School of Civil and Environmental Engineering, Cornell University
July 08, 2011, 10:15, Room GC B3 424 (click here for the map)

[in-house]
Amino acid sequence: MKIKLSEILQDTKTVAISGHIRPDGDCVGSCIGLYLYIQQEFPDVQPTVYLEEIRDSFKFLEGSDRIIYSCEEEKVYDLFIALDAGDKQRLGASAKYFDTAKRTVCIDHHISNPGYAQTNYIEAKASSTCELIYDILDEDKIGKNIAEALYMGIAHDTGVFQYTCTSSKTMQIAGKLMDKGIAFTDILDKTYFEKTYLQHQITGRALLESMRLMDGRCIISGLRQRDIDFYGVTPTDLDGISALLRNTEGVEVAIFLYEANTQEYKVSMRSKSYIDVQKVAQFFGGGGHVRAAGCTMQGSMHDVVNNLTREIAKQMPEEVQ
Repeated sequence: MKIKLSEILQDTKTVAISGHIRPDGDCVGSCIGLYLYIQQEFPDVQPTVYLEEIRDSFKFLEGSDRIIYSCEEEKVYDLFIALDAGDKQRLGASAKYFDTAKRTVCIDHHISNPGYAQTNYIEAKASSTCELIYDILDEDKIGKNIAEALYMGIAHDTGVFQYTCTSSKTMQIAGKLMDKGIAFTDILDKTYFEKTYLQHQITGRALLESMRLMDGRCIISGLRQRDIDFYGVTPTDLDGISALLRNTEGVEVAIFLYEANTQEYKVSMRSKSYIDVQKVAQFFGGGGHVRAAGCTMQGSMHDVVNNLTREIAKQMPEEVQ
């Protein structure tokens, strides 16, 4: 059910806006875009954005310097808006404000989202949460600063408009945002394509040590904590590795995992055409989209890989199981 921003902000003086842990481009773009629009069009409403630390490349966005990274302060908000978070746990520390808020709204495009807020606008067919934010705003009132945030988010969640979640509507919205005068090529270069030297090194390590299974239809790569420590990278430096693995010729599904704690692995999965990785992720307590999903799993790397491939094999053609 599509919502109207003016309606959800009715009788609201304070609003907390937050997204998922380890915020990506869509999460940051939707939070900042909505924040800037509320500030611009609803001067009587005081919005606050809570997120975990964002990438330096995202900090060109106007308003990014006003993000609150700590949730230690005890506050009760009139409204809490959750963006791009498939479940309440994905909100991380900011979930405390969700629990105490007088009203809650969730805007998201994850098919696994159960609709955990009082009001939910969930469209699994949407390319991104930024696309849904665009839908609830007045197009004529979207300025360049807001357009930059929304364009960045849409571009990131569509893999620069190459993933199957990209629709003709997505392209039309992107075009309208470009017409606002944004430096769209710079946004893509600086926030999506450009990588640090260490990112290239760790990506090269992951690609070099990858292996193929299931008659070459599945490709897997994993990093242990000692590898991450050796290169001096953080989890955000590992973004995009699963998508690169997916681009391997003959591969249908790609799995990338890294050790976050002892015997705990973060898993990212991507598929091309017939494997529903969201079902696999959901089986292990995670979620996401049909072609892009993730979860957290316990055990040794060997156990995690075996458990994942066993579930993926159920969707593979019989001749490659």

Range anxiety - consumers' concerns about limited driving range - is generally considered an important barrier to the adoption of electric vehicles. If consumers cannot overcome these fears it is unlikely that they will consider purchasing an electric car. Hence, for planning a successful introduction of low emission vehicles in the market it becomes essential to fully understand consumer valuation of driving range. Analyzing experimental data on vehicle purchase decisions in California, in this paper I derive and study the statistical behavior of three Bayes estimates that summarize consumer concerns toward limited driving range. Independence Metropolis-Hastings appears as a well-behaved sampler for nonlinear transformations of the marginal utilities. One of the empirical results is the posterior distribution of the driving range that makes an electric vehicle equivalent to internal combustion vehicles. Interestingly, this posterior is centered at driving range parity. The credible interval for the willingness to pay for an increase in range is also analyzed.